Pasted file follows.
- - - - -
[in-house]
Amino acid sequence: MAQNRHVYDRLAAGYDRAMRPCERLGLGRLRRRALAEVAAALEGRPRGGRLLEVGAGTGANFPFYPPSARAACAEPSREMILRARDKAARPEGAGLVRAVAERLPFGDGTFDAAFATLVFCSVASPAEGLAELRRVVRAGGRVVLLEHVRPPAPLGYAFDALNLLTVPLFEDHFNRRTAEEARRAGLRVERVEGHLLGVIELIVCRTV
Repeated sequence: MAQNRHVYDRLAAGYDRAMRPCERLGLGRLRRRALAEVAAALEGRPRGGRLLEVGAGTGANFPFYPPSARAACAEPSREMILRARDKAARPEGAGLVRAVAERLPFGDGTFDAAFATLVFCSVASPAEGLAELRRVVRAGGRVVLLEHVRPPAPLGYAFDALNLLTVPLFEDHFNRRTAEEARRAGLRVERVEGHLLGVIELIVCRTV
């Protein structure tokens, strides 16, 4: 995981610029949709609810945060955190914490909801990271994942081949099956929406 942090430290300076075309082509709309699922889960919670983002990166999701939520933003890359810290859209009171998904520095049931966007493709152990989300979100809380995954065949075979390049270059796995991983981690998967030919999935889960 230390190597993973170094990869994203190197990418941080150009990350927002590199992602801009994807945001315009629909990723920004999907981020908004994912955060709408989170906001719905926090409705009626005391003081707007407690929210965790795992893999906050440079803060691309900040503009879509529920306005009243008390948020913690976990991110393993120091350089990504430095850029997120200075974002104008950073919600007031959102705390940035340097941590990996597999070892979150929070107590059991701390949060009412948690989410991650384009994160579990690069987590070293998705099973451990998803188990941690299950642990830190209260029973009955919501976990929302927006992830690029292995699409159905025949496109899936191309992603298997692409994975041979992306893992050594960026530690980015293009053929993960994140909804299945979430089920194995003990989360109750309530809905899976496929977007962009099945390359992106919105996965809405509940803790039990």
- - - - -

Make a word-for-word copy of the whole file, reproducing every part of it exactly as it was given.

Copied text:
[in-house]
Amino acid sequence: MAQNRHVYDRLAAGYDRAMRPCERLGLGRLRRRALAEVAAALEGRPRGGRLLEVGAGTGANFPFYPPSARAACAEPSREMILRARDKAARPEGAGLVRAVAERLPFGDGTFDAAFATLVFCSVASPAEGLAELRRVVRAGGRVVLLEHVRPPAPLGYAFDALNLLTVPLFEDHFNRRTAEEARRAGLRVERVEGHLLGVIELIVCRTV
Repeated sequence: MAQNRHVYDRLAAGYDRAMRPCERLGLGRLRRRALAEVAAALEGRPRGGRLLEVGAGTGANFPFYPPSARAACAEPSREMILRARDKAARPEGAGLVRAVAERLPFGDGTFDAAFATLVFCSVASPAEGLAELRRVVRAGGRVVLLEHVRPPAPLGYAFDALNLLTVPLFEDHFNRRTAEEARRAGLRVERVEGHLLGVIELIVCRTV
């Protein structure tokens, strides 16, 4: 995981610029949709609810945060955190914490909801990271994942081949099956929406 942090430290300076075309082509709309699922889960919670983002990166999701939520933003890359810290859209009171998904520095049931966007493709152990989300979100809380995954065949075979390049270059796995991983981690998967030919999935889960 230390190597993973170094990869994203190197990418941080150009990350927002590199992602801009994807945001315009629909990723920004999907981020908004994912955060709408989170906001719905926090409705009626005391003081707007407690929210965790795992893999906050440079803060691309900040503009879509529920306005009243008390948020913690976990991110393993120091350089990504430095850029997120200075974002104008950073919600007031959102705390940035340097941590990996597999070892979150929070107590059991701390949060009412948690989410991650384009994160579990690069987590070293998705099973451990998803188990941690299950642990830190209260029973009955919501976990929302927006992830690029292995699409159905025949496109899936191309992603298997692409994975041979992306893992050594960026530690980015293009053929993960994140909804299945979430089920194995003990989360109750309530809905899976496929977007962009099945390359992106919105996965809405509940803790039990």